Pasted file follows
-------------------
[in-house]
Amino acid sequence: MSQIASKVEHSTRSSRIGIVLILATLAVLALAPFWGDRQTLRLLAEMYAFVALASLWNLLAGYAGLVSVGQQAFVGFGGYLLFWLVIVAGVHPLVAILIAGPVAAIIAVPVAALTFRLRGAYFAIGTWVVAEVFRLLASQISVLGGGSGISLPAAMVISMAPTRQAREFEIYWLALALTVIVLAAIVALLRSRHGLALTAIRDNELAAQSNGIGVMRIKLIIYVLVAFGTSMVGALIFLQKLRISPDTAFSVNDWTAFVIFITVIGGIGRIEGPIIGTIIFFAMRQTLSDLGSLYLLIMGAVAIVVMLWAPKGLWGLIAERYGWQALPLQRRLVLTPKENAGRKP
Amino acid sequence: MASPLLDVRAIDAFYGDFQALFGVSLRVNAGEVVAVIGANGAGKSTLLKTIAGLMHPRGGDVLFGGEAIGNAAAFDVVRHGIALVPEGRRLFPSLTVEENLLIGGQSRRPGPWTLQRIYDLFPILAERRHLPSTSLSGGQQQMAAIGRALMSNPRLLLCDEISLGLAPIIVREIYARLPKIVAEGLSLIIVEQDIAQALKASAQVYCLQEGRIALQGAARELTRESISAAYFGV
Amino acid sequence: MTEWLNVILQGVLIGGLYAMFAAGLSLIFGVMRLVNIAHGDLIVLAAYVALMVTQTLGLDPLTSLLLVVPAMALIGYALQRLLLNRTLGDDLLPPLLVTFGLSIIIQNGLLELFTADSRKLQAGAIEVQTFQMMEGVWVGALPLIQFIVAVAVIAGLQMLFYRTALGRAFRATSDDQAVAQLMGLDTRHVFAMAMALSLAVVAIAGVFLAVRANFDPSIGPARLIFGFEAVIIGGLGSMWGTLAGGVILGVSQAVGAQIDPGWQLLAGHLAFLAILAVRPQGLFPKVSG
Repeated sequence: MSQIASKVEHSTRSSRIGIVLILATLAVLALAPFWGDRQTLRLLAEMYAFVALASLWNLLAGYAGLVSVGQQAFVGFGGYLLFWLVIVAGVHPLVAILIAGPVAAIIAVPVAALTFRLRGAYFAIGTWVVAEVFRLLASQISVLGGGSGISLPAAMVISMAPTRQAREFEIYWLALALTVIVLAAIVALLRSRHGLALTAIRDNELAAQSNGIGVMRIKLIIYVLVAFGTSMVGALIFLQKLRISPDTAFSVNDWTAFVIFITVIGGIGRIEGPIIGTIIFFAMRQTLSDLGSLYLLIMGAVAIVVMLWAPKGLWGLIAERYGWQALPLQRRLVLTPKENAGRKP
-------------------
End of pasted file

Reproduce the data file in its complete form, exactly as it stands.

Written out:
[in-house]
Amino acid sequence: MSQIASKVEHSTRSSRIGIVLILATLAVLALAPFWGDRQTLRLLAEMYAFVALASLWNLLAGYAGLVSVGQQAFVGFGGYLLFWLVIVAGVHPLVAILIAGPVAAIIAVPVAALTFRLRGAYFAIGTWVVAEVFRLLASQISVLGGGSGISLPAAMVISMAPTRQAREFEIYWLALALTVIVLAAIVALLRSRHGLALTAIRDNELAAQSNGIGVMRIKLIIYVLVAFGTSMVGALIFLQKLRISPDTAFSVNDWTAFVIFITVIGGIGRIEGPIIGTIIFFAMRQTLSDLGSLYLLIMGAVAIVVMLWAPKGLWGLIAERYGWQALPLQRRLVLTPKENAGRKP
Amino acid sequence: MASPLLDVRAIDAFYGDFQALFGVSLRVNAGEVVAVIGANGAGKSTLLKTIAGLMHPRGGDVLFGGEAIGNAAAFDVVRHGIALVPEGRRLFPSLTVEENLLIGGQSRRPGPWTLQRIYDLFPILAERRHLPSTSLSGGQQQMAAIGRALMSNPRLLLCDEISLGLAPIIVREIYARLPKIVAEGLSLIIVEQDIAQALKASAQVYCLQEGRIALQGAARELTRESISAAYFGV
Amino acid sequence: MTEWLNVILQGVLIGGLYAMFAAGLSLIFGVMRLVNIAHGDLIVLAAYVALMVTQTLGLDPLTSLLLVVPAMALIGYALQRLLLNRTLGDDLLPPLLVTFGLSIIIQNGLLELFTADSRKLQAGAIEVQTFQMMEGVWVGALPLIQFIVAVAVIAGLQMLFYRTALGRAFRATSDDQAVAQLMGLDTRHVFAMAMALSLAVVAIAGVFLAVRANFDPSIGPARLIFGFEAVIIGGLGSMWGTLAGGVILGVSQAVGAQIDPGWQLLAGHLAFLAILAVRPQGLFPKVSG
Repeated sequence: MSQIASKVEHSTRSSRIGIVLILATLAVLALAPFWGDRQTLRLLAEMYAFVALASLWNLLAGYAGLVSVGQQAFVGFGGYLLFWLVIVAGVHPLVAILIAGPVAAIIAVPVAALTFRLRGAYFAIGTWVVAEVFRLLASQISVLGGGSGISLPAAMVISMAPTRQAREFEIYWLALALTVIVLAAIVALLRSRHGLALTAIRDNELAAQSNGIGVMRIKLIIYVLVAFGTSMVGALIFLQKLRISPDTAFSVNDWTAFVIFITVIGGIGRIEGPIIGTIIFFAMRQTLSDLGSLYLLIMGAVAIVVMLWAPKGLWGLIAERYGWQALPLQRRLVLTPKENAGRKP